shutterstock_269736170Healthcare providers promote children’s developmental health and should conduct regular developmental screenings on children. It is essential for the well-being of children and their families that they get screened and have early access to services and interventions. The American Academy of Pediatrics recommends that children be screened for general development using standardized, validated tools at 9, 18, and 24 or 30 months and for autism at 18 and 24 months or whenever a parent or provider has a concern. Click here for information and guidelines specifically for healthcare workers.

The CDC’s “Learn The Signs. Act Early.” has information for healthcare providers, including information on screening tools and free educational materials to give to patients. “Learn the signs. Act early.” Materials are not a substitute for standardized and validated developmental screening tools. Click here.

 

shutterstock_40923421

 

Professionals might find it helpful to have tools on hand from the LTSAE campaign to give to families when explaining about developmental milestones. View a presentation on ways, get tools, and information on how development can be shared with families you work with. More information can be found here.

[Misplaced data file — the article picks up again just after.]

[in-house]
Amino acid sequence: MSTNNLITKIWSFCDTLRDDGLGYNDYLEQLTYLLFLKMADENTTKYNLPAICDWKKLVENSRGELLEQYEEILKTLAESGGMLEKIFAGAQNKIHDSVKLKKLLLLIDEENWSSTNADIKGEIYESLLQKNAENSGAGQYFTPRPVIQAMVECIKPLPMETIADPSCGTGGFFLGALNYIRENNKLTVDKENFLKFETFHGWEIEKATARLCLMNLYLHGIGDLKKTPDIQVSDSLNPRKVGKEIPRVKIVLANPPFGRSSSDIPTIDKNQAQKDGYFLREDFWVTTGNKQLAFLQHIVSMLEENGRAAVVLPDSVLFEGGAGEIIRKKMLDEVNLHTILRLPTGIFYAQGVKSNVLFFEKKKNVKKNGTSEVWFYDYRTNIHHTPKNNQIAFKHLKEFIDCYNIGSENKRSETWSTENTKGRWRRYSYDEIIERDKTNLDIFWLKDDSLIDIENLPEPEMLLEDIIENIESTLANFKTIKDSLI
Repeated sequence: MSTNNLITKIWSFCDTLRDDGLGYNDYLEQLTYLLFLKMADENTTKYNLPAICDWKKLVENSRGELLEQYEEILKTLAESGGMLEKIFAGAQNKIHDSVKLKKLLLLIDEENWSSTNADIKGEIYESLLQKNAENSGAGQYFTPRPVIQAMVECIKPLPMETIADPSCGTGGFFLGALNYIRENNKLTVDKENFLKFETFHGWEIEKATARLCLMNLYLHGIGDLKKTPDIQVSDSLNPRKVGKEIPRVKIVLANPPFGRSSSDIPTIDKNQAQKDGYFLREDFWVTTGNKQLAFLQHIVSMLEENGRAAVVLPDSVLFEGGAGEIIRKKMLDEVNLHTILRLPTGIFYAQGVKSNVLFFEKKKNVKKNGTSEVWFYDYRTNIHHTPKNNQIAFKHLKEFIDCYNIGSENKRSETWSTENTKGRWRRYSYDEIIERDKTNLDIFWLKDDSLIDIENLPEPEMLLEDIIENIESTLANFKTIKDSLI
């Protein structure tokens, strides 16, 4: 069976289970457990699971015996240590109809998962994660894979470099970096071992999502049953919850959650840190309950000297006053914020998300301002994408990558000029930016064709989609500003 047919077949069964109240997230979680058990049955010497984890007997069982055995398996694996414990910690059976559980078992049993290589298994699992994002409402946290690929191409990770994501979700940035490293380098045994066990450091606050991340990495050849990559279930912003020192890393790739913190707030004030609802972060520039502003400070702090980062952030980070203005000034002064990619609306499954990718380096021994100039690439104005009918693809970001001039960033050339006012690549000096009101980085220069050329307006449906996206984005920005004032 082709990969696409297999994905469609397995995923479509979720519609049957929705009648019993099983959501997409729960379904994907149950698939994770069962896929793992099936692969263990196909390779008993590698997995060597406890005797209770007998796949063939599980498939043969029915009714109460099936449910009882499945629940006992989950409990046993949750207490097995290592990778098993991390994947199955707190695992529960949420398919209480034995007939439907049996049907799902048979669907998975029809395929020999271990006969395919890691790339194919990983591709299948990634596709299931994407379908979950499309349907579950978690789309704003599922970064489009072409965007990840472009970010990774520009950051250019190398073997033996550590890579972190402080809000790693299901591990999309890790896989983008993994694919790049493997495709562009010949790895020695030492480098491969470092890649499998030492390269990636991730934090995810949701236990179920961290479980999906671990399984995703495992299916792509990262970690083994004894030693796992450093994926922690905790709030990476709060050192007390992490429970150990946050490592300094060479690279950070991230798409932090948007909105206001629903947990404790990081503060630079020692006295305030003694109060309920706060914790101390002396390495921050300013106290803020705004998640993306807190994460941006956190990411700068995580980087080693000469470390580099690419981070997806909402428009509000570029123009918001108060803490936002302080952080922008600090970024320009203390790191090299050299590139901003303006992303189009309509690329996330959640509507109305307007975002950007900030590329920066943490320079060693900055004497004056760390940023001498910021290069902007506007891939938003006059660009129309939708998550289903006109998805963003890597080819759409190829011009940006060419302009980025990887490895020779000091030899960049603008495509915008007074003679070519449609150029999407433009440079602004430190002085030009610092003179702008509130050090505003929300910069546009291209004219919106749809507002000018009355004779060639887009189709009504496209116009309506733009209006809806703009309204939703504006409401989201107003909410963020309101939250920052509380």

The Minnesota LEND (Leaderships Education in Neurodevelopmental Disabilities) has a wealth of resources about working with children affected by neurodevelopmental disabilities and their families. LEND is an interdisciplinary training program for working with children and families affected by neurodevelopmental disabilities at the University of Minnesota. The program is funded through the Maternal Child Health Bureau (MCHB) of the US Department of Human Services. For neurodevelopmental specific resources and information, please check it out here.

Content adapted from “Learn the Signs. Act Early.” Program, Centers for Disease Control and Prevention (www.cdc.gov/ActEarly)